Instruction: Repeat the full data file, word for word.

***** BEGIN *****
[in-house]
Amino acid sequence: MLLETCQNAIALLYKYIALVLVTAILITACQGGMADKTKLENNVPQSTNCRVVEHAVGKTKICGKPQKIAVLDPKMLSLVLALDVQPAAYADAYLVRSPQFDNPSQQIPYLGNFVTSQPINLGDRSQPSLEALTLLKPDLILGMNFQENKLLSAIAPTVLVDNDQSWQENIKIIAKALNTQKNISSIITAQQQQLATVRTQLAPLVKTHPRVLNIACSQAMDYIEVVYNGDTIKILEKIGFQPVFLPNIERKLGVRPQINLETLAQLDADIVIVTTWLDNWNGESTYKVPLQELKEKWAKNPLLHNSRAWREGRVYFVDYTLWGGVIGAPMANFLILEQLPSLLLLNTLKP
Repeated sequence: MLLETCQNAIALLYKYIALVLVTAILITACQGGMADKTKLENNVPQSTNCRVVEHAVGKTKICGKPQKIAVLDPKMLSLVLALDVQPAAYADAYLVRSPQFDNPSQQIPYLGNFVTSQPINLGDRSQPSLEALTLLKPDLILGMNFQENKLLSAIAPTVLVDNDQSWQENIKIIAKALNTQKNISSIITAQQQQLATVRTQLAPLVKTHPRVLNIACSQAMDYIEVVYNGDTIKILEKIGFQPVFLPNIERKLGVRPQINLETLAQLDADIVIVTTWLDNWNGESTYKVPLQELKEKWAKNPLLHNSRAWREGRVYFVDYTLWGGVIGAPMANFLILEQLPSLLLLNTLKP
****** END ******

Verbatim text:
[in-house]
Amino acid sequence: MLLETCQNAIALLYKYIALVLVTAILITACQGGMADKTKLENNVPQSTNCRVVEHAVGKTKICGKPQKIAVLDPKMLSLVLALDVQPAAYADAYLVRSPQFDNPSQQIPYLGNFVTSQPINLGDRSQPSLEALTLLKPDLILGMNFQENKLLSAIAPTVLVDNDQSWQENIKIIAKALNTQKNISSIITAQQQQLATVRTQLAPLVKTHPRVLNIACSQAMDYIEVVYNGDTIKILEKIGFQPVFLPNIERKLGVRPQINLETLAQLDADIVIVTTWLDNWNGESTYKVPLQELKEKWAKNPLLHNSRAWREGRVYFVDYTLWGGVIGAPMANFLILEQLPSLLLLNTLKP
Repeated sequence: MLLETCQNAIALLYKYIALVLVTAILITACQGGMADKTKLENNVPQSTNCRVVEHAVGKTKICGKPQKIAVLDPKMLSLVLALDVQPAAYADAYLVRSPQFDNPSQQIPYLGNFVTSQPINLGDRSQPSLEALTLLKPDLILGMNFQENKLLSAIAPTVLVDNDQSWQENIKIIAKALNTQKNISSIITAQQQQLATVRTQLAPLVKTHPRVLNIACSQAMDYIEVVYNGDTIKILEKIGFQPVFLPNIERKLGVRPQINLETLAQLDADIVIVTTWLDNWNGESTYKVPLQELKEKWAKNPLLHNSRAWREGRVYFVDYTLWGGVIGAPMANFLILEQLPSLLLLNTLKP